We’ve written extensively about the Dodge Charger and its various features on this blog. Today we’re going to answer one of the more popular questions, which is whether or not the Charger reaches a decent mileage in its lifetime. Let’s start with a quick answer:
On average, a Dodge Charger lasts between 200.000 – 230.000 miles. A Charger needs to go to the garage for unscheduled repairs about 0.24 times per year, with a 15% chance of severe problems. Furthermore, Charger owners spend an average of $610 per year on repair costs.
However, that certainly doesn’t answer the question entirely. Below we’ll first take an in-depth look into the performance of different generations of the Charger in terms of mileage. Also, we’ll compare the Charger to its main competitors and other cars manufactured by Dodge. Finally, we’ll look at maintenance costs and common problems to make sure you have an excellent feeling for what this car has to offer. Read on!
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Current Mileage Of Dodge Chargers As A Group
Let’s start by looking at the current mileages of Dodge Chargers that are currently on the market. To get reliable data for this, we used Autotrader.com. On this website, we selected all Dodge Chargers that were built before 2016. The reason for choosing only this group of Chargers is because these Chargers have had time to reach a decent mileage. Therefore, we better understand how well Chargers last instead of skewing the results by including newer cars.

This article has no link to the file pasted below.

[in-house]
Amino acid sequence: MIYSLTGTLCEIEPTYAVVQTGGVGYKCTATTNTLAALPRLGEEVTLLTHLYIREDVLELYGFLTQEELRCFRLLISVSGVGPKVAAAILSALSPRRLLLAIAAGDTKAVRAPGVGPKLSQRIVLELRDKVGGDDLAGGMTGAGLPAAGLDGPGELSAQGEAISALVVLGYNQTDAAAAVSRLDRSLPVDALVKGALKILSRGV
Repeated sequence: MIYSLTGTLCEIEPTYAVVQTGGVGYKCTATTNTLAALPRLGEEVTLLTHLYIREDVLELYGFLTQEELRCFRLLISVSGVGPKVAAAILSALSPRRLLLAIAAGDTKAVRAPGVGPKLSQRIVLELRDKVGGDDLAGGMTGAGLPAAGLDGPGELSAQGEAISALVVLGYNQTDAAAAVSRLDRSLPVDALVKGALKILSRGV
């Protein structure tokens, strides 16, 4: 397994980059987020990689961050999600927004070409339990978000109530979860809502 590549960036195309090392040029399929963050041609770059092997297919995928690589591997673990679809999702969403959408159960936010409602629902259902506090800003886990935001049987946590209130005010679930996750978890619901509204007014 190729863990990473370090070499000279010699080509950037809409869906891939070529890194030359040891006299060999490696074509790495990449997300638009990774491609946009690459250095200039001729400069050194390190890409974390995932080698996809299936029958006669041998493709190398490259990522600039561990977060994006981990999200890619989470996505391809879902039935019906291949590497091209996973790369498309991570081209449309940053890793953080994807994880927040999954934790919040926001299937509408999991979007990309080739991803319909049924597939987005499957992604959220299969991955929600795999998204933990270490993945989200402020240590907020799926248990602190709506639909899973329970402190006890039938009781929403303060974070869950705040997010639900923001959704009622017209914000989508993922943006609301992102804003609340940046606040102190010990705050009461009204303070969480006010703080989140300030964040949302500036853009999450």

In selecting this group, we found that there are currently 2,881 Chargers for sale in the United States. Then, we moved on with the research by dividing these Chargers into groups based on the mileage they have on their dashboards. We found here that 11.56% of this group of Chargers has a mileage of 150.000 or higher.
Our experience tells us that that’s excellent mileage. Using this method, we find that 5-8% of cars end up in this group most of the time. The Charger, therefore, does seem to be a reliable car in terms of mileage.
|Amount Of Miles||Percentage Of Cars|
|Cars With 150.000+||11.56%|